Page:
‘You fucking fuckers, FUCK OFF!’ Birkenshaw kicked out in frustration at the cloud which continued to ignore his futile attempts to prevent them completing their task. Birkenshaw spun around and stomped a few paces away fuming at his ineffectual attempts to deal with the flies; to deal with his life it suddenly dawned on him. When he’d first joined the Force he’d loved it, had excelled at it. But his meteoric climb to CID had never come. He had squandered his chances on mucking about with the boys, and girls, all of whom had now moved onto better things. He was still stuck walking the beat and everyone elses too because they’d left him behind. He was stuck in a shitty little flat in the dodgy end of town, paying a mortgage he couldn’t afford whilst still doing the same job every day which was inevitably going to lead him to be shot by some scummy lowlife. He needed a change. Maybe he should take this moment as a sign. This could be him lying in a puddle of oily water, covered in flies desperately trying to lay their eggs in his orifices. He turned back to look at the remains.

Something caught his eye, professionalism returned for a moment. Anything to take his mind off his cyclic thoughts. Something had glinted on the tarmac next to the body. It reflected from the light cast from his torch, which he had forgotten to turn off when he had first radioed in. Once more he moved up to the body, but this time with a determination of being a police officer. As he knelt down he unclipped his torch and scanned it over the tarmac to the side of the victim. Ah ha! There it was, he took out his pencil and pushed the tiny object further into the beam of his light. It appeared to be a tooth, a gold tooth and as he spun it around to see it from all angles he realised that it was hollow. What was the point of having a hollow tooth? He pulled out a Jiffy bag from his back pocket and, putting on a glove, Birkenshaw picked up the tooth to inspect it more closely.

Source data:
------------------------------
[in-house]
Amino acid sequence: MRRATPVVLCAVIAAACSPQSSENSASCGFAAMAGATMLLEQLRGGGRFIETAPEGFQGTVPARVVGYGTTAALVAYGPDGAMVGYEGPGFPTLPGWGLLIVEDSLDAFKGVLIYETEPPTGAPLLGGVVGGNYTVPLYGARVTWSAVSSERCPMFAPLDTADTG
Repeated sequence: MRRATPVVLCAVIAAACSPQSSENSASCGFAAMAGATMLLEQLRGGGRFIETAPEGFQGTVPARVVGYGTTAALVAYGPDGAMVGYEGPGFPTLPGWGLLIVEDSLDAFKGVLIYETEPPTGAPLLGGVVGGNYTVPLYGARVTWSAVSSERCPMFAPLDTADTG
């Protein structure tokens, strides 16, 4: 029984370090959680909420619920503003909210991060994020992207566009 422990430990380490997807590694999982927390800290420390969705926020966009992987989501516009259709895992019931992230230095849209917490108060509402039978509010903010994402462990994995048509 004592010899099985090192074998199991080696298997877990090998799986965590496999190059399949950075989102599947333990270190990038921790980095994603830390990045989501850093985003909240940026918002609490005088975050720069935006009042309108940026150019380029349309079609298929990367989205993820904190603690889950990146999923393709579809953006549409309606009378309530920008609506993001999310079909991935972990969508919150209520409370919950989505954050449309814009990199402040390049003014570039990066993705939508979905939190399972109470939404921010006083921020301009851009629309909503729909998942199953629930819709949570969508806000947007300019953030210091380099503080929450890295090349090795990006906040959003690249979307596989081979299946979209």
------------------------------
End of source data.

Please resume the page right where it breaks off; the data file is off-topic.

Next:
‘So that’s why you’re hollow,’ he exclaimed to cavern of the garage. There was something inside, he wondered if he should prise it out, but thought better of it and instead dropped it into his plastic bag.

‘Yes,’ said a deep voice behind him just before Birkenshaw heard a thunderclap and felt a heavy impact to the back of his head. ‘That would be why the tooth is hollow.’ The voice continued as it bent down to pick up the Jiffy bag and then left without a backward glance.

Jack T Canis lives in South Wales, UK with his wife and three children. He started his professional career as an archaeologist, but through the years has also been a self-employed armourer making mediaeval armours for re-enactors, live role players and museums; an administrator for the NHS and in recent years a qualified person centered counsellor specialising in bereavement and loss, now retired. Currently he is a full time carer for his youngest child who has additional physical needs and is a part time writer.